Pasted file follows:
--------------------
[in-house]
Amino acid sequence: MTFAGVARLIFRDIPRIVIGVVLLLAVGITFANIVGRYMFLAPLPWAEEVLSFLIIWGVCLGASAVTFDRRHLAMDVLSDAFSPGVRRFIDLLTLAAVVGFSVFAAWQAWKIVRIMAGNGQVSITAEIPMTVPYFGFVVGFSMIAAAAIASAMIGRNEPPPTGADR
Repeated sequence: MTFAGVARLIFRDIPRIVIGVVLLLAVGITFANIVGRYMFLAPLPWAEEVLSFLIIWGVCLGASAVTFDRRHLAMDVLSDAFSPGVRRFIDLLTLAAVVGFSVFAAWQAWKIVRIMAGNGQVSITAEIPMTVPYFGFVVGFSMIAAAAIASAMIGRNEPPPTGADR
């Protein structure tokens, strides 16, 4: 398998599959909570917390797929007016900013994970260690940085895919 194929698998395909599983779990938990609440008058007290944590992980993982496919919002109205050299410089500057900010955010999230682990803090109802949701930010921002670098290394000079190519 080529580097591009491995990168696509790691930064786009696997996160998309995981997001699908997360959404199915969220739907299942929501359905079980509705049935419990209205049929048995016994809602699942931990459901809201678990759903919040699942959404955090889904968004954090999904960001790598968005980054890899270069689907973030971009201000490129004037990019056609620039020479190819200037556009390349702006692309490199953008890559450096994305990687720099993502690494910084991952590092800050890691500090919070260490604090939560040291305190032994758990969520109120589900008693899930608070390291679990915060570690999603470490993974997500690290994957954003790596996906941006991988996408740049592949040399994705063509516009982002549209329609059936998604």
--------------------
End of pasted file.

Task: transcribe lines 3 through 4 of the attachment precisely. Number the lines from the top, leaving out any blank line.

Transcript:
Repeated sequence: MTFAGVARLIFRDIPRIVIGVVLLLAVGITFANIVGRYMFLAPLPWAEEVLSFLIIWGVCLGASAVTFDRRHLAMDVLSDAFSPGVRRFIDLLTLAAVVGFSVFAAWQAWKIVRIMAGNGQVSITAEIPMTVPYFGFVVGFSMIAAAAIASAMIGRNEPPPTGADR
């Protein structure tokens, strides 16, 4: 398998599959909570917390797929007016900013994970260690940085895919 194929698998395909599983779990938990609440008058007290944590992980993982496919919002109205050299410089500057900010955010999230682990803090109802949701930010921002670098290394000079190519 080529580097591009491995990168696509790691930064786009696997996160998309995981997001699908997360959404199915969220739907299942929501359905079980509705049935419990209205049929048995016994809602699942931990459901809201678990759903919040699942959404955090889904968004954090999904960001790598968005980054890899270069689907973030971009201000490129004037990019056609620039020479190819200037556009390349702006692309490199953008890559450096994305990687720099993502690494910084991952590092800050890691500090919070260490604090939560040291305190032994758990969520109120589900008693899930608070390291679990915060570690999603470490993974997500690290994957954003790596996906941006991988996408740049592949040399994705063509516009982002549209329609059936998604």